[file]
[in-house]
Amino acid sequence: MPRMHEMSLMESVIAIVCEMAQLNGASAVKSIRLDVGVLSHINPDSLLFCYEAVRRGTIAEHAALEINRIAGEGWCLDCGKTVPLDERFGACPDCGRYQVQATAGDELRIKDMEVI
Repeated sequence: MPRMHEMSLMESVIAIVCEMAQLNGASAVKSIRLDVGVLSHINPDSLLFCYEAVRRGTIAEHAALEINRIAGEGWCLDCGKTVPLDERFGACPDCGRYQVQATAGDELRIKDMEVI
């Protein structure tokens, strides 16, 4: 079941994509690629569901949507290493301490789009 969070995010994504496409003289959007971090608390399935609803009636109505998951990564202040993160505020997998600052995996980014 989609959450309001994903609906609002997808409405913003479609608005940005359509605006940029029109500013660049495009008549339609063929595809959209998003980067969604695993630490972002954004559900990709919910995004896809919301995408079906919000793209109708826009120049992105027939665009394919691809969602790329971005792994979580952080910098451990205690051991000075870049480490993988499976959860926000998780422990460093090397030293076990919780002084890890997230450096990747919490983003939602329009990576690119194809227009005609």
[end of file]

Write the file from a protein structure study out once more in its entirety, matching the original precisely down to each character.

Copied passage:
[in-house]
Amino acid sequence: MPRMHEMSLMESVIAIVCEMAQLNGASAVKSIRLDVGVLSHINPDSLLFCYEAVRRGTIAEHAALEINRIAGEGWCLDCGKTVPLDERFGACPDCGRYQVQATAGDELRIKDMEVI
Repeated sequence: MPRMHEMSLMESVIAIVCEMAQLNGASAVKSIRLDVGVLSHINPDSLLFCYEAVRRGTIAEHAALEINRIAGEGWCLDCGKTVPLDERFGACPDCGRYQVQATAGDELRIKDMEVI
């Protein structure tokens, strides 16, 4: 079941994509690629569901949507290493301490789009 969070995010994504496409003289959007971090608390399935609803009636109505998951990564202040993160505020997998600052995996980014 989609959450309001994903609906609002997808409405913003479609608005940005359509605006940029029109500013660049495009008549339609063929595809959209998003980067969604695993630490972002954004559900990709919910995004896809919301995408079906919000793209109708826009120049992105027939665009394919691809969602790329971005792994979580952080910098451990205690051991000075870049480490993988499976959860926000998780422990460093090397030293076990919780002084890890997230450096990747919490983003939602329009990576690119194809227009005609």